A symbol of impermanence

Buddhist mandala is designed to last only a very short time

The beginnings of the Tibetan Buddhist sand mandala being created in Coombs this week. It’s expected to be complete by Sunday afternoon.                        Steven Heywood Photo

The beginnings of the Tibetan Buddhist sand mandala being created in Coombs this week. It’s expected to be complete by Sunday afternoon. Steven Heywood Photo

Under a small, white tent in the Coombs Village Centre, a pair of men work painstakingly on a creation in sand.

Lamas Tenzin Tsundu of the Kathok Meditation Center in Coombs, and Lingtrul Rinpoehe are using traditional hand tools and coloured sand to create a sand mandala. It’s a traditional Tibetan Buddhist sacred art in circle form, made with special sand.

It’s done in a ritual to depict the transitory nature of material life.

Spokesperson Penny McGuire said the creation of the sand mandala will last over the weekend. Work started Wednesday under the tent, and McGuire said people are welcome to watch how it’s done.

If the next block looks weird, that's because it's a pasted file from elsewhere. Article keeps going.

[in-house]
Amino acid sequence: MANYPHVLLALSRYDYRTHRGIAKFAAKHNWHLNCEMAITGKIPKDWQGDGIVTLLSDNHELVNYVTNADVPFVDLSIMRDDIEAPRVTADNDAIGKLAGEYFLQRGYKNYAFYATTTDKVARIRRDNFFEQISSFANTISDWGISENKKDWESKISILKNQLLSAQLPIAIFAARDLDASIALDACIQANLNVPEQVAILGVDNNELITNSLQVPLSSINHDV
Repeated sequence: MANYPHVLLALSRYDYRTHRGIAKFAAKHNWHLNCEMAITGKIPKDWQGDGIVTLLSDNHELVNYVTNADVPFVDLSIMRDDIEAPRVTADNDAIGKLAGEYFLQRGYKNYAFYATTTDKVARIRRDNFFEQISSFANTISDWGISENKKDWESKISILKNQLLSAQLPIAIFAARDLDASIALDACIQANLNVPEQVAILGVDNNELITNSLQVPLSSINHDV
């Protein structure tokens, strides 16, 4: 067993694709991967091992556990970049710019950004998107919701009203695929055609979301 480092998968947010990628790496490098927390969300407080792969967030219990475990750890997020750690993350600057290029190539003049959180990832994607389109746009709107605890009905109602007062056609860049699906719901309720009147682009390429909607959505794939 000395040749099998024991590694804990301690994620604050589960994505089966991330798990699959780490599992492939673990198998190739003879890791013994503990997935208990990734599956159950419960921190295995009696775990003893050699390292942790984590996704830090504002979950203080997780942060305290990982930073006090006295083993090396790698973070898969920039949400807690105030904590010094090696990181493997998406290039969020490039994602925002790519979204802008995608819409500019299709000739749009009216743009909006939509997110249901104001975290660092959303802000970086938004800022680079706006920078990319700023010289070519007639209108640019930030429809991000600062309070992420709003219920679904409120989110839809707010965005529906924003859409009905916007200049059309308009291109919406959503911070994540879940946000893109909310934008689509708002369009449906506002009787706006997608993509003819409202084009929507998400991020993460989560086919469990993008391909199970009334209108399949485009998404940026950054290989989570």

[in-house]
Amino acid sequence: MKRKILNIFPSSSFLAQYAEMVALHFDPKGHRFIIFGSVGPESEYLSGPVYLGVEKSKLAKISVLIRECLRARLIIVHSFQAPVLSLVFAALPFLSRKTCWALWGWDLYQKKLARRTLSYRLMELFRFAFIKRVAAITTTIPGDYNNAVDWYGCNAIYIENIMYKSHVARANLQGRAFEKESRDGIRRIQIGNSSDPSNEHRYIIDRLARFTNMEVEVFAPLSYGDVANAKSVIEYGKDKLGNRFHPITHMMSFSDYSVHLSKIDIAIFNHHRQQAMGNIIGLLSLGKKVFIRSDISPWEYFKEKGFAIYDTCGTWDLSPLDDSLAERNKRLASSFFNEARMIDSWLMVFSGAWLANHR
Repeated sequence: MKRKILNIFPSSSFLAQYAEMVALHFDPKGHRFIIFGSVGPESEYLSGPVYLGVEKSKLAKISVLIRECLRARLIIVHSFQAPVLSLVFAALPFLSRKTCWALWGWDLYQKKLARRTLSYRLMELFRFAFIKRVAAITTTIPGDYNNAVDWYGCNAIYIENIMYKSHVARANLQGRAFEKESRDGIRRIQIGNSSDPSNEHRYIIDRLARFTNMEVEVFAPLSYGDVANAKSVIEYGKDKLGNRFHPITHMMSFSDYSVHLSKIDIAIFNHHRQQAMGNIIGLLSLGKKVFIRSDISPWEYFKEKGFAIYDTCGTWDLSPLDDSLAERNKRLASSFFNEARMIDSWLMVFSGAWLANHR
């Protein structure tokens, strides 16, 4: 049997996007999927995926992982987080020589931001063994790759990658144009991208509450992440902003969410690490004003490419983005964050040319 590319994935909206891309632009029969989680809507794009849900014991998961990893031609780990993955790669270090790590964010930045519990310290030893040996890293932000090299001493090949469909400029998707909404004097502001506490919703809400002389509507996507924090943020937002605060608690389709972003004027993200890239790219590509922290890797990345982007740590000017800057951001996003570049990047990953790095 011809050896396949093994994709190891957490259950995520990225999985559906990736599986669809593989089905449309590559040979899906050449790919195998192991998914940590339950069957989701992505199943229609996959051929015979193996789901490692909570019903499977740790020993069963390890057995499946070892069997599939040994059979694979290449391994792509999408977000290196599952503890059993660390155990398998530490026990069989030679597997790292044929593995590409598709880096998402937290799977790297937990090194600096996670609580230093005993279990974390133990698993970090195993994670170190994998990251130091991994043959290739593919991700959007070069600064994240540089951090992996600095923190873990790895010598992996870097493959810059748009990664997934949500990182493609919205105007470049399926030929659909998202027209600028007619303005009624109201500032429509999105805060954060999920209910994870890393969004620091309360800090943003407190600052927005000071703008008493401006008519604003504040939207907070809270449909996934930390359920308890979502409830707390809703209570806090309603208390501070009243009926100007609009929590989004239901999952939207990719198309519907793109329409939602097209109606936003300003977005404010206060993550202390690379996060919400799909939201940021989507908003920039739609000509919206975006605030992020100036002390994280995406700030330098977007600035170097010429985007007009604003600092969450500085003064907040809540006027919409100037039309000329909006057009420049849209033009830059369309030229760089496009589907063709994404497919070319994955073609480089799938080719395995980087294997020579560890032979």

Donations are being accepted as well, she explained, noting they all go towards the operation of the meditation centre and Buddhist temple.

The fine sand used by Lama Tsundu and Rinpoehe, continued McGuire, comes from the U.S. and is blending with natural colouring materials. Each is delicately added to a pattern drawn out in advance on a wooden platform. The artists have to take care — especially as more sand is added — that breath or wind do not disrupt the pattern, or simply blow sand everywhere.

McGuire said the mandala should be finished  at around 3 p.m. on Sun., Aug. 14.

At that time, it will be ritually dismantled and the sand taken to flowing water — perhaps the nearby French Creek — and released. The act, said McGuire is both a blessing and symbolism that the materials are never used twice.

The sand mandala tent is in Coombs, in the open market space next to the Goats on the Roof.

For details about the Kathok Meditation Center, visit www.kathokcentre.ca.


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